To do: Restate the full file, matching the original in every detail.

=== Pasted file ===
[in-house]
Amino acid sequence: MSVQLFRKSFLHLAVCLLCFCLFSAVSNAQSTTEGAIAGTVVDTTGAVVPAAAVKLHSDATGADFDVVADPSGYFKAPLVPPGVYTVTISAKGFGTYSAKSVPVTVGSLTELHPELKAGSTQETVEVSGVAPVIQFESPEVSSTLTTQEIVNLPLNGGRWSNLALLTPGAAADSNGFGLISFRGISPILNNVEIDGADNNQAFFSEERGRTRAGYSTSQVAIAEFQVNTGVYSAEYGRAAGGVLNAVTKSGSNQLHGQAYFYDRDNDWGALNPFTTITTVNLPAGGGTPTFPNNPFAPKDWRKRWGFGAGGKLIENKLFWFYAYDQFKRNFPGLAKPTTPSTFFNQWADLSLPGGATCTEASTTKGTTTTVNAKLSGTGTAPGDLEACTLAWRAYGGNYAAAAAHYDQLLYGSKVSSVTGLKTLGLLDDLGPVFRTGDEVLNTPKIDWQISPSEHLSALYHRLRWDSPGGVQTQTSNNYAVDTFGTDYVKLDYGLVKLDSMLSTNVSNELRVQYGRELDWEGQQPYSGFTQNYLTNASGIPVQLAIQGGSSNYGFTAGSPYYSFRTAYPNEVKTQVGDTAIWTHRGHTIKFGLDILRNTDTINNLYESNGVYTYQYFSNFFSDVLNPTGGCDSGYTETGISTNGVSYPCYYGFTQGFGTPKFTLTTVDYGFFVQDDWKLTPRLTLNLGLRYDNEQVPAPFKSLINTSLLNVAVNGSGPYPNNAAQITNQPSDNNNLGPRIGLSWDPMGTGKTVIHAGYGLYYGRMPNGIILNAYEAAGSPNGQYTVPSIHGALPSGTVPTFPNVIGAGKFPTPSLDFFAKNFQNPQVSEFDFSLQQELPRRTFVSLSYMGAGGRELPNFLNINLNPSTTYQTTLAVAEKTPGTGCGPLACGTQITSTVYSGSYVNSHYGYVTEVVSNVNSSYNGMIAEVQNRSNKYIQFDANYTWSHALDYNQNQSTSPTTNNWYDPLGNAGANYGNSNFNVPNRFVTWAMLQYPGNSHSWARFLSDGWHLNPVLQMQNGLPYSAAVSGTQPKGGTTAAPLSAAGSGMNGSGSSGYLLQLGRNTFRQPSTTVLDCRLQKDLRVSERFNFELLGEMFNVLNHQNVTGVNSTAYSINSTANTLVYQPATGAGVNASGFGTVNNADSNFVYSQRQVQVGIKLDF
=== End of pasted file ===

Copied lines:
[in-house]
Amino acid sequence: MSVQLFRKSFLHLAVCLLCFCLFSAVSNAQSTTEGAIAGTVVDTTGAVVPAAAVKLHSDATGADFDVVADPSGYFKAPLVPPGVYTVTISAKGFGTYSAKSVPVTVGSLTELHPELKAGSTQETVEVSGVAPVIQFESPEVSSTLTTQEIVNLPLNGGRWSNLALLTPGAAADSNGFGLISFRGISPILNNVEIDGADNNQAFFSEERGRTRAGYSTSQVAIAEFQVNTGVYSAEYGRAAGGVLNAVTKSGSNQLHGQAYFYDRDNDWGALNPFTTITTVNLPAGGGTPTFPNNPFAPKDWRKRWGFGAGGKLIENKLFWFYAYDQFKRNFPGLAKPTTPSTFFNQWADLSLPGGATCTEASTTKGTTTTVNAKLSGTGTAPGDLEACTLAWRAYGGNYAAAAAHYDQLLYGSKVSSVTGLKTLGLLDDLGPVFRTGDEVLNTPKIDWQISPSEHLSALYHRLRWDSPGGVQTQTSNNYAVDTFGTDYVKLDYGLVKLDSMLSTNVSNELRVQYGRELDWEGQQPYSGFTQNYLTNASGIPVQLAIQGGSSNYGFTAGSPYYSFRTAYPNEVKTQVGDTAIWTHRGHTIKFGLDILRNTDTINNLYESNGVYTYQYFSNFFSDVLNPTGGCDSGYTETGISTNGVSYPCYYGFTQGFGTPKFTLTTVDYGFFVQDDWKLTPRLTLNLGLRYDNEQVPAPFKSLINTSLLNVAVNGSGPYPNNAAQITNQPSDNNNLGPRIGLSWDPMGTGKTVIHAGYGLYYGRMPNGIILNAYEAAGSPNGQYTVPSIHGALPSGTVPTFPNVIGAGKFPTPSLDFFAKNFQNPQVSEFDFSLQQELPRRTFVSLSYMGAGGRELPNFLNINLNPSTTYQTTLAVAEKTPGTGCGPLACGTQITSTVYSGSYVNSHYGYVTEVVSNVNSSYNGMIAEVQNRSNKYIQFDANYTWSHALDYNQNQSTSPTTNNWYDPLGNAGANYGNSNFNVPNRFVTWAMLQYPGNSHSWARFLSDGWHLNPVLQMQNGLPYSAAVSGTQPKGGTTAAPLSAAGSGMNGSGSSGYLLQLGRNTFRQPSTTVLDCRLQKDLRVSERFNFELLGEMFNVLNHQNVTGVNSTAYSINSTANTLVYQPATGAGVNASGFGTVNNADSNFVYSQRQVQVGIKLDF